Case Study 4: Education Doctoral Student - "An Exploratory Study of Online Social Networking within a Doctorate of Education Program"
Beutel, Denise, Gray, Larina, Beames, Stephanie, Klenowski, Valentina, Ehrich, Lisa, & Kapitzke, Cushla (2014) Case Study 4: Education Doctoral Student - "An Exploratory Study of Online Social Networking within a Doctorate of Education Program". In Westover, Jonathan H. & Westover, Jacque P. (Eds.) Engaging Hybrid and Blended Learning in Higher Education. Common Ground Publishing LLC, Champaign, Illinois, USA, pp. 192-204.
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The professional doctorate is specifically designed for professionals investigating real-world problems and relevant issues for a profession, industry, and/or the community. The focus is scholarly research into professional practices. The research programme bridges academia and the professions, and offers doctoral candidates the opportunity to investigate issues relevant to their own practices and to apply these understandings to their professional contexts. The study on which this article is based sought to track the scholarly skill development of a cohort of professional doctoral students who commenced the course in January 2008 at an Australian university. Because they hold positions of responsibility and are time-poor, many doctoral students have difficulty transitioning from professional practitioner to researcher and scholar. The struggle many experience is in the development of a theoretical or conceptual standpoint for argumentation (Lesham, 2007; Weese et al., 1999). It was thought that the use of a scaffolded learning environment that drew upon a blended learning approach incorporating face to face intensive blocks and collaborative knowledge-building tools such as wikis would provide a data source for understanding the development of scholarly skills. Wikis, weblogs and similar social networking software have the potential to support communities to share, learn, create and collaborate.
The development of a wiki page by each candidate in the 2008 cohort was encouraged to provide the participants and the teaching team members with textual indicators of progress. Learning tasks were scaffolded with the expectation that the candidates would complete these tasks via the wikis. The expectation was that cohort members would comment on each other’s work, together with the supervisor and/or teaching team member who was allocated to each candidate. The supervisor is responsible for supervising the candidate’s work through to submission of the thesis for examination and the teaching team member provides support to both the supervisor and the candidate through to confirmation.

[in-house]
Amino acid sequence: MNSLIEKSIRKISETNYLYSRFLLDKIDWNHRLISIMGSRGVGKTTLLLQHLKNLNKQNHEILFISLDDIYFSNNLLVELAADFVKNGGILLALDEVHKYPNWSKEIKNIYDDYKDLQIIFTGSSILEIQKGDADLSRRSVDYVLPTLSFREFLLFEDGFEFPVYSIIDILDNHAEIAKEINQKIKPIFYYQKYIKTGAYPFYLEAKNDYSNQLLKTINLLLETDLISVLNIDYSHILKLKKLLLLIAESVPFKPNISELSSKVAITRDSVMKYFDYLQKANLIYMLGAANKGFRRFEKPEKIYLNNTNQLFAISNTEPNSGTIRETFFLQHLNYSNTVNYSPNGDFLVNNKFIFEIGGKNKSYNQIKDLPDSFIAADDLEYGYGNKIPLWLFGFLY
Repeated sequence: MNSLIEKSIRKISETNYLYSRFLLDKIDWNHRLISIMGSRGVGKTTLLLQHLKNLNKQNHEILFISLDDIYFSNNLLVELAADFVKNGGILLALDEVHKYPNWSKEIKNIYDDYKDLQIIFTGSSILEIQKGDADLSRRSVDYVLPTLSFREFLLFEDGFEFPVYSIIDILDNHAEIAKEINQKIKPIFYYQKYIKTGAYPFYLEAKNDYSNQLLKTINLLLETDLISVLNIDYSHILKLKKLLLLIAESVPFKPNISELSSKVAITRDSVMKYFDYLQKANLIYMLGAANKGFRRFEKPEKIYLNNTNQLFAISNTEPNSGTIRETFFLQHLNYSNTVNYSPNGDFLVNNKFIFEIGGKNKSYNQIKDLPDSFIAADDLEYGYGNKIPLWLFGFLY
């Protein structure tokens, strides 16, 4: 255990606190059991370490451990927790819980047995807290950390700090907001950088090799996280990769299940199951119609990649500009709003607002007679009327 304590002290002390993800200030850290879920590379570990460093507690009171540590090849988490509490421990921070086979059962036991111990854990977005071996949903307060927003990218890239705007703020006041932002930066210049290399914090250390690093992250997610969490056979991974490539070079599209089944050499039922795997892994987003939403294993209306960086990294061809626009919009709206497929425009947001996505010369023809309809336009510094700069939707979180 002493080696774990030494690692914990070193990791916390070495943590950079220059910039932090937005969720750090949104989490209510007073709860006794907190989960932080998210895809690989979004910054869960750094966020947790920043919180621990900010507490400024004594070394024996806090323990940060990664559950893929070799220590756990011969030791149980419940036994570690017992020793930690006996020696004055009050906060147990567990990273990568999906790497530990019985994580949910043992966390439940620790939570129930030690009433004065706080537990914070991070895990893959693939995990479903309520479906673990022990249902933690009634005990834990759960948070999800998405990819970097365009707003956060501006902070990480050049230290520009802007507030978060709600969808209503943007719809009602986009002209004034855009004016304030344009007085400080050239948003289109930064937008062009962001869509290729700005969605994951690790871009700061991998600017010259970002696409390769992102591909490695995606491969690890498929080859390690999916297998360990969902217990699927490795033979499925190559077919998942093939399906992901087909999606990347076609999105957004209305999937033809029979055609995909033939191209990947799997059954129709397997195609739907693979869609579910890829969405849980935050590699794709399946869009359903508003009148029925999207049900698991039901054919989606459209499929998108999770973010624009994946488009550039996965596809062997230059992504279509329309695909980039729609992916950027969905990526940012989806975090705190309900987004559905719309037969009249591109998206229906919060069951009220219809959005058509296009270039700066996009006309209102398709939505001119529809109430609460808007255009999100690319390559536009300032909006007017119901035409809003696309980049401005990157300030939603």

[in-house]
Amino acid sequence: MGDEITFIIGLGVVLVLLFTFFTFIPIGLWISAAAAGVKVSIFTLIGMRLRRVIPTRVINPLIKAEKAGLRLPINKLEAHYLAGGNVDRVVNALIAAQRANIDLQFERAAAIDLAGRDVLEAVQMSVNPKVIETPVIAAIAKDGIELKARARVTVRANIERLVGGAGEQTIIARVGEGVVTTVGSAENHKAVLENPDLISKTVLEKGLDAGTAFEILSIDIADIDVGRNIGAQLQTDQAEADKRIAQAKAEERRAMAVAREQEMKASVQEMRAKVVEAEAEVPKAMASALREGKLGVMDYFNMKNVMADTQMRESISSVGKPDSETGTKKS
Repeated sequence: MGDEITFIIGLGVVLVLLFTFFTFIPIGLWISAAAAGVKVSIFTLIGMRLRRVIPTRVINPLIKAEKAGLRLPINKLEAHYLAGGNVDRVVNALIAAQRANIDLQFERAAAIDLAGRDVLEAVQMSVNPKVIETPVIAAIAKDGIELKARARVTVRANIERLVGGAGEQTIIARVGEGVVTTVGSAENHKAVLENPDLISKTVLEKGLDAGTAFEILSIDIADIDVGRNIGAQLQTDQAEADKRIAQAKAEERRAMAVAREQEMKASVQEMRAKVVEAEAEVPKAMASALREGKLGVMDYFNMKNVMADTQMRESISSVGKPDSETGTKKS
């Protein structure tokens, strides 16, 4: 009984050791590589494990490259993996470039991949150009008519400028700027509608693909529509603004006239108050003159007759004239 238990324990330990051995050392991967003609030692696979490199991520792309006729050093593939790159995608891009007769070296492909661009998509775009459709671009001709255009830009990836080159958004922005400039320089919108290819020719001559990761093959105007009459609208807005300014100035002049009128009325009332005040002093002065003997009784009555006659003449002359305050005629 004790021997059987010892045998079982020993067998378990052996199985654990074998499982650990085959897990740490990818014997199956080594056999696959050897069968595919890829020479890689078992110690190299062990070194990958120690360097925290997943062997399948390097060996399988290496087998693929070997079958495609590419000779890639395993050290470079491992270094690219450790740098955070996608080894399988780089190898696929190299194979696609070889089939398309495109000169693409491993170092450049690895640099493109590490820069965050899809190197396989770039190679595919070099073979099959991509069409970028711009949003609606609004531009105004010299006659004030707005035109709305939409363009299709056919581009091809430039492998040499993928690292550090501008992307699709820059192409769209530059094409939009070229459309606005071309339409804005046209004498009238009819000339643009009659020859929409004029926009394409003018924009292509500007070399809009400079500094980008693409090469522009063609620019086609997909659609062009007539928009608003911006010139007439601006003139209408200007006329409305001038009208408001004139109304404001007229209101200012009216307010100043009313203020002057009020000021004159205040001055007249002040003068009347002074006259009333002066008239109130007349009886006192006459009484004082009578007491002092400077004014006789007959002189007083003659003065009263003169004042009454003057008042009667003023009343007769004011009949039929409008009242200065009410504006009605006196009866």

This paper reports on the learning journey of a cohort of doctoral students during the first seven months of their professional doctoral programme to determine if there had been any qualitative shifts in understandings, expectations and perceptions regarding their developing knowledge and skills. The paper is grounded in the literature pertaining to doctoral studies and examines the structure of the professional doctoral programme. Following this is a discussion of the qualitative study that helped to unearth key themes regarding the participants’ learning journey.
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|Item Type:||Book Chapter|
|Keywords:||higher education, blended learning, online learning environments, hybrid learning, HERN|
|Subjects:||Australian and New Zealand Standard Research Classification > EDUCATION (130000) > EDUCATION SYSTEMS (130100) > Higher Education (130103)|
|Divisions:||Current > Schools > School of Cultural & Professional Learning
Current > QUT Faculties and Divisions > Faculty of Education
|Copyright Owner:||Copyright 2014 Jonathan H. Westover and Jacque P. Westover|
|Deposited On:||27 Oct 2014 00:18|
|Last Modified:||26 Oct 2015 21:00|
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